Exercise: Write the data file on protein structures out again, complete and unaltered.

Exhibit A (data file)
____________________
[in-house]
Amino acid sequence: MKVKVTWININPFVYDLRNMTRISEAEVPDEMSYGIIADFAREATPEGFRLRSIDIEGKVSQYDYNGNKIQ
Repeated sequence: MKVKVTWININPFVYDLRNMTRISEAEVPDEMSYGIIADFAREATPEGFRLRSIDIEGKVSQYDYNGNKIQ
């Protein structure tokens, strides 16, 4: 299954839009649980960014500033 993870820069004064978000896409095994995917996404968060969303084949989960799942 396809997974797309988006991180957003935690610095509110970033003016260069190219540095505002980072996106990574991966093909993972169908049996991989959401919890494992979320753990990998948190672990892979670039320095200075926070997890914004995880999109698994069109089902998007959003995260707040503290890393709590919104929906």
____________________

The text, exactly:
[in-house]
Amino acid sequence: MKVKVTWININPFVYDLRNMTRISEAEVPDEMSYGIIADFAREATPEGFRLRSIDIEGKVSQYDYNGNKIQ
Repeated sequence: MKVKVTWININPFVYDLRNMTRISEAEVPDEMSYGIIADFAREATPEGFRLRSIDIEGKVSQYDYNGNKIQ
């Protein structure tokens, strides 16, 4: 299954839009649980960014500033 993870820069004064978000896409095994995917996404968060969303084949989960799942 396809997974797309988006991180957003935690610095509110970033003016260069190219540095505002980072996106990574991966093909993972169908049996991989959401919890494992979320753990990998948190672990892979670039320095200075926070997890914004995880999109698994069109089902998007959003995260707040503290890393709590919104929906």